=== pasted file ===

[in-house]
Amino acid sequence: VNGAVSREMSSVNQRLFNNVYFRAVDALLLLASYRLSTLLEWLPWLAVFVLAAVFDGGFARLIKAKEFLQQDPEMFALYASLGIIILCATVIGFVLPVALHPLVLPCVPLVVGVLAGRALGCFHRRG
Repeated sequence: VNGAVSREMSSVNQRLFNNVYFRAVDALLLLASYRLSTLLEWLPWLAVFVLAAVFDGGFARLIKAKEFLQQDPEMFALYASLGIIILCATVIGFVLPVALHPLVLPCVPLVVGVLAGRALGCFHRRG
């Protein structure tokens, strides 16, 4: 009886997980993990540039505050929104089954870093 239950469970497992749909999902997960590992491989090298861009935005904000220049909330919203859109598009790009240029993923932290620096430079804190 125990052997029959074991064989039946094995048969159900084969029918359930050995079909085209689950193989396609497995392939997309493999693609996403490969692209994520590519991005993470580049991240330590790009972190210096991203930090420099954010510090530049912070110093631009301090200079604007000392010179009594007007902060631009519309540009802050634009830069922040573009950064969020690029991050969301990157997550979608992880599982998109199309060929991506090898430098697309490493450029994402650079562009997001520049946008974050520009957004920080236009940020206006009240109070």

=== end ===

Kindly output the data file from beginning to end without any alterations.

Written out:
[in-house]
Amino acid sequence: VNGAVSREMSSVNQRLFNNVYFRAVDALLLLASYRLSTLLEWLPWLAVFVLAAVFDGGFARLIKAKEFLQQDPEMFALYASLGIIILCATVIGFVLPVALHPLVLPCVPLVVGVLAGRALGCFHRRG
Repeated sequence: VNGAVSREMSSVNQRLFNNVYFRAVDALLLLASYRLSTLLEWLPWLAVFVLAAVFDGGFARLIKAKEFLQQDPEMFALYASLGIIILCATVIGFVLPVALHPLVLPCVPLVVGVLAGRALGCFHRRG
């Protein structure tokens, strides 16, 4: 009886997980993990540039505050929104089954870093 239950469970497992749909999902997960590992491989090298861009935005904000220049909330919203859109598009790009240029993923932290620096430079804190 125990052997029959074991064989039946094995048969159900084969029918359930050995079909085209689950193989396609497995392939997309493999693609996403490969692209994520590519991005993470580049991240330590790009972190210096991203930090420099954010510090530049912070110093631009301090200079604007000392010179009594007007902060631009519309540009802050634009830069922040573009950064969020690029991050969301990157997550979608992880599982998109199309060929991506090898430098697309490493450029994402650079562009997001520049946008974050520009957004920080236009940020206006009240109070």